Date of Submission

Spring 2022

Academic Program

Political Studies; Asian Studies; Global and International Studies

Project Advisor 1

Walter Russell Mead

Project Advisor 2

Malia Du Mont

Abstract/Artist's Statement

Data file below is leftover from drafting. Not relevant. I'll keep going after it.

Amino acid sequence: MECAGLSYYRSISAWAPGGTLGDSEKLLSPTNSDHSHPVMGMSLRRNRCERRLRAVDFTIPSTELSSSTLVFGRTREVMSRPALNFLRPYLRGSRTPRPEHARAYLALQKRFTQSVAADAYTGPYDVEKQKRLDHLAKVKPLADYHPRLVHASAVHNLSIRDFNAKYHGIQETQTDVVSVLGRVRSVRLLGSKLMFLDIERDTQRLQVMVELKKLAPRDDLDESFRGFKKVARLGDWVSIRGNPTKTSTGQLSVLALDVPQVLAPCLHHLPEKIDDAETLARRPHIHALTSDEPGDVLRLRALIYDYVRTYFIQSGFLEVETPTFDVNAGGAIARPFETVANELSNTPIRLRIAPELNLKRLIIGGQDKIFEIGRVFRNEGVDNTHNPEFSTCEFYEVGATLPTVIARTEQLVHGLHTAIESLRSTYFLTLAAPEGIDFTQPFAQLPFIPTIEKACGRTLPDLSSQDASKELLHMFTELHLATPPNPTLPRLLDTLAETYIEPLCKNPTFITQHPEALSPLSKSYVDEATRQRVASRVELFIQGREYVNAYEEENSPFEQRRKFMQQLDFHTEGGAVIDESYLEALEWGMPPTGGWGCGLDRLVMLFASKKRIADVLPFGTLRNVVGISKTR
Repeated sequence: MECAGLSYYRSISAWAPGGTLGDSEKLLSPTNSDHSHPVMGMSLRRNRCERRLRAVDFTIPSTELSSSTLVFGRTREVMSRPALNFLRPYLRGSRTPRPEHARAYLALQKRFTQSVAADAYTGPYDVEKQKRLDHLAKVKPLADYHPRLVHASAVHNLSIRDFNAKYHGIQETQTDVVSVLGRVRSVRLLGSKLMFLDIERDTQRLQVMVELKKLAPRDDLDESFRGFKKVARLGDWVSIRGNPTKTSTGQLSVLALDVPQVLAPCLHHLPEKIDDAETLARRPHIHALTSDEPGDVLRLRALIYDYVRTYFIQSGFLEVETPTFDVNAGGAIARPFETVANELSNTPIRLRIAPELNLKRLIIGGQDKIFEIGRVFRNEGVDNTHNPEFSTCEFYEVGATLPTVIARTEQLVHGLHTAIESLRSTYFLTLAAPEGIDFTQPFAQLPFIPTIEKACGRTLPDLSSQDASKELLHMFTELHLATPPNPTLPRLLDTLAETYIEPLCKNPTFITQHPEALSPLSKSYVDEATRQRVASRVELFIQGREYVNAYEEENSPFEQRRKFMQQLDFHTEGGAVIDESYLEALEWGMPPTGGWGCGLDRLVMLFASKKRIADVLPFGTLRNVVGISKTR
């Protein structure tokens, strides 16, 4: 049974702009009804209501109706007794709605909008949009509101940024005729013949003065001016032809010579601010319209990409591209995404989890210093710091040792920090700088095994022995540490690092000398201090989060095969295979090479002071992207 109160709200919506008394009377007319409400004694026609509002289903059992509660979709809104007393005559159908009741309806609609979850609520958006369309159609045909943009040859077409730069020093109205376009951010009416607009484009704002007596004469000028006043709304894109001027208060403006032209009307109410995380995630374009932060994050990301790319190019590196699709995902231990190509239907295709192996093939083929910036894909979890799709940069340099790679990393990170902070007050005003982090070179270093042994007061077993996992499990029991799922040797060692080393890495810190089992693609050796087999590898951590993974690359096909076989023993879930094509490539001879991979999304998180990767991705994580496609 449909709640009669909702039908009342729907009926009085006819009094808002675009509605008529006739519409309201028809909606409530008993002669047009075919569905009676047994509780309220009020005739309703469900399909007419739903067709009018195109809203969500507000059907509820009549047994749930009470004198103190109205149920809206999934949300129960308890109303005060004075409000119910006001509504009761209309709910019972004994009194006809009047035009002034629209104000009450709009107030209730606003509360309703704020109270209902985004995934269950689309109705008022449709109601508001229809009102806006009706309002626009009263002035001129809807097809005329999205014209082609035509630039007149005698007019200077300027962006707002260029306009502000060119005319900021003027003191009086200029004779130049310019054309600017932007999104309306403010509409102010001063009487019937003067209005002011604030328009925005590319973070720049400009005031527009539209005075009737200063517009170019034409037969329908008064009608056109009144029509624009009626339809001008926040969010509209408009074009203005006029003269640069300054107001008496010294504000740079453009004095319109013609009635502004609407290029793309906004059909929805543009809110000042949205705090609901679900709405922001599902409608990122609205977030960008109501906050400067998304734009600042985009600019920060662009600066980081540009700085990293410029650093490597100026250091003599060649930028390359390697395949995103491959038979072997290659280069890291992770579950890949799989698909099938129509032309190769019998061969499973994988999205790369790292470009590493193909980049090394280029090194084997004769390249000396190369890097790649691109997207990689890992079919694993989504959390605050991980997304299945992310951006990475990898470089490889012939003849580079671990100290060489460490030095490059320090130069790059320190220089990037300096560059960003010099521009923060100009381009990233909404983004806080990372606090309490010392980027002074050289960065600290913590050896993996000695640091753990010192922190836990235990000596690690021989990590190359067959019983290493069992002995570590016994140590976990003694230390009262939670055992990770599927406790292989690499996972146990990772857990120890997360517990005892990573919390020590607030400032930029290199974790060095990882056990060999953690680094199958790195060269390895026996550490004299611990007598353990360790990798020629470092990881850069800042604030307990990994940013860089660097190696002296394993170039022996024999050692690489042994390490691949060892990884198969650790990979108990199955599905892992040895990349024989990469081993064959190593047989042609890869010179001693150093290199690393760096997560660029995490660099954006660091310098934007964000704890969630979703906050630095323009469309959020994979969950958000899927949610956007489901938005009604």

Plagued by centuries of humiliation and foreign occupation, Chinese dignitaries, from as early as the Qin dynasty (221-206 BC), saw a relationship between national unity and a strong, impenetrable Chinese State. China has long struggled to balance the needs of national minorities with the goals of the Communist Party. As a result, swift attempts to strengthen national unity through infrastructure development and land cultivation projects in minority-dominated regions have yielded unfortunate hardships for the inhabitants. As long as national unity is the key to maintaining China’s status as a global superpower, meeting national production quotas and narrowing the poverty gap will take precedence over the needs of ethnic minorities. In the United States’ quest to understand and anticipate China’s actions, it has been incorrectly assumed that incorporating China into multilateral organizations and liberal trade treaties, would produce a change in China’s social attitudes. Rather, China has used its involvement in these organizations Melville 3 to take advantage of liberal world-order practices, so as to benefit from free trade while maintaining traditional Chinese attitudes with regard to human rights and democracy. The Communist Party’s treatment of ethnic and national minorities has become increasingly aggressive amid the economy’s rapid growth. It is imperative that we do not mistake modern CCP national minority policies as being a race-driven political statement. Rather, we must study the historical context in which Chinese fear of dissent is based and anticipate the future moves of the CCP by seeing autonomous region subjugation through a lens that considers the geopolitical importance of autonomous region lands.

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